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We need to go beyond visual inspection to track down counterfeit components. Hemant C. Warad, Sakda Sangthamma, Anusorn Sawetwong, and Martin Huehne, Celestica, describe two examples of counterfeit integrated circuits (ICs) received from a broker for assembly on printed cicuit boards (PCBs). The counterfeits were intercepted by a counterfeit detection procedure routinely applied to every purchase of electronic parts from a broker. The successful detection of the counterfeiting was based on optical inspection of the package, X-ray imaging, scanning acoustic microscopy (C-SAM), and optical inspection of the die after decapsulation. The described cases occurred in 2008.
Failures in electronic circuits are not only caused by defects in components or flawed assembly-level processes. The component’s legitimacy is also a key issue. In widely published cases beyond the electronics industry, counterfeiting appears often as imitation of an existing product, sold on the market masquerading under the brand name of the original. The definition of counterfeiting as the “deliberate falsification or modification of any commodity with the main objective to defraud or deceive the purchaser”1 encompasses cases such as the sale of recycled components or diverted rejects, which seem to be more common for semiconductors than the fabrication of counterfeits from raw material. Semiconductor counterfeiting has increased exponentially over the years, impacting the reliability of a wide variety of electronics systems used by consumers, businesses, and governments.2 Annually, billions of dollars are lost in revenue from counterfeit semiconductor devices making their way into each and every sector — from highly dependable military equipment to consumer products.3 The cost multiplies several folds for a company to replace a counterfeit component.
A reasonably safe way to prevent counterfeits from being mounted on PCB assemblies is to acquire all raw parts exclusively through distribution channels authorized by the suppliers.4 However, if the lead time to procure components through the authorized distribution channel does not meet the production schedule, acquiring them from a broker is a viable alternative to delaying production.4 In this case, minimize the reliability risk of using counterfeits by analyzing part samples for signs of counterfeiting.
Optical microscopy of the package surface with a stereomicroscope and transmissive X-ray imaging are two of the main nondestructive analysis (NDA) techniques to find external and internal package anomalies.5 At some EMS facilities, these two basic nondestructive tests are mandatory for any type of electronic component acquired through a non-authorized channel. The external visual inspection is carried out by sampling one or more devices from a given lot. Device markings and, in some cases, dimensions are compared to the datasheet to check for authenticity. The package is thoroughly examined for evidence of improper handling or previous use. The lead finish is inspected for presence of solder/flux left by previous use or refinishing. X-ray inspection checks the internal structure and can detect packages without a die, with a different die size, with a different lead frame, or with different wire bond connections than a known-good sample. Severe delamination and internal package cracks, signs that a used part was removed from an assembly and re-sold, may show up in X-ray inspection.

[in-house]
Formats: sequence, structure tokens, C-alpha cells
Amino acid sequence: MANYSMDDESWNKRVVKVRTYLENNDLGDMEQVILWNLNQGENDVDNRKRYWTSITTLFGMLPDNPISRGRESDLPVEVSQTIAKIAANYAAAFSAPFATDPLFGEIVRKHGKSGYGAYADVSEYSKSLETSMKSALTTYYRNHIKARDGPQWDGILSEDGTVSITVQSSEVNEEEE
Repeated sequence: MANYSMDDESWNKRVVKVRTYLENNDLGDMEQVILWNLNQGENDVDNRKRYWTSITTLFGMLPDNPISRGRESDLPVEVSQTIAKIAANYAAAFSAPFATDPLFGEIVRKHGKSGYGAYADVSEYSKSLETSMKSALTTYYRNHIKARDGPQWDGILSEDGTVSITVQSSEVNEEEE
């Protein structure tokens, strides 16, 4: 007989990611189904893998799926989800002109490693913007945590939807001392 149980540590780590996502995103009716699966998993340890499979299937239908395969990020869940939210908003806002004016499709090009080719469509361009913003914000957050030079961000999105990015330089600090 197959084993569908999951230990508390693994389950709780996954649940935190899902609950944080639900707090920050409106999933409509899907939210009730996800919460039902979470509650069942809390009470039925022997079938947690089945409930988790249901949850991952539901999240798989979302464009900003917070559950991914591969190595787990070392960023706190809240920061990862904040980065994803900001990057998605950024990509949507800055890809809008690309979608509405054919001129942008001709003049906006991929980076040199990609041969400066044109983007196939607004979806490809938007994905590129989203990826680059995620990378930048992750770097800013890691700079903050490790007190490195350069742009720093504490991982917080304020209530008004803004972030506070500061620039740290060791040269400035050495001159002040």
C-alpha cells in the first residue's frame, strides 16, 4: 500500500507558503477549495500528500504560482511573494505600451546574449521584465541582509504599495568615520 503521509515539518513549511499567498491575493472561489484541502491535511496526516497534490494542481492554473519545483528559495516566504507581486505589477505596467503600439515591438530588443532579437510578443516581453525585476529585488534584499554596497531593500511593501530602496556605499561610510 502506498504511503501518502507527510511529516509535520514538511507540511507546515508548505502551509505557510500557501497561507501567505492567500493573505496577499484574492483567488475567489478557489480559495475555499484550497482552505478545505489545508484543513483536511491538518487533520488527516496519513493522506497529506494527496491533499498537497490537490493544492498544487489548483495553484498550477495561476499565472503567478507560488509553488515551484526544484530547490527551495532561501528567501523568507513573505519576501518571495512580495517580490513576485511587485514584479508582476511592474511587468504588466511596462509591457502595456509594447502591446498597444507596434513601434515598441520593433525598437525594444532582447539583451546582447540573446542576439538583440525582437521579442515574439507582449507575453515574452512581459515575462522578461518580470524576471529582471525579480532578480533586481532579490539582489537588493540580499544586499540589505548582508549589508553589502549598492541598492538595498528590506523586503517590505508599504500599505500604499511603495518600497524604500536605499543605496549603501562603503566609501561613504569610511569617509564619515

If optical or X-ray inspection raises counterfeiting suspicions, scanning acoustic microscopy (C-SAM) can be used as an additional NDA technique to provide complementary information on package damage such as delamination and internal package cracks. Decapsulation exposes the die for optical inspection under a metallurgical microscope, in particular to check die markings for the design year and other information that can help verify counterfeit/authentic with the help of the original component supplier.
The results described were obtained with the aforementioned methods on commercially available equipment installed in the onsite laboratory.
Figure 1. X-ray inspection showing anomalies of silver epoxy in sample for case A. Inset (left top) showing the sample and the inset (right bottom) shows the die markings. The name of the component manufacturer and related information are blanked out.
Case A. Table 1 briefly describes inspection techniques and the results, which cast doubt on the authenticity of this component. Optical inspection shows that the new series components are in use since “2003” and our component with the same part number has a year code “1996,” which indicates the possibility of a suspected reworked component with new markings applied. 2D X-ray inspection (Figure 1) shows suspicious anomalies in the silver epoxy. Inspection of the decapsulated IC reveals an old design year, which supports the finding from the inspection that this is possibly an improperly reworked part with new markings.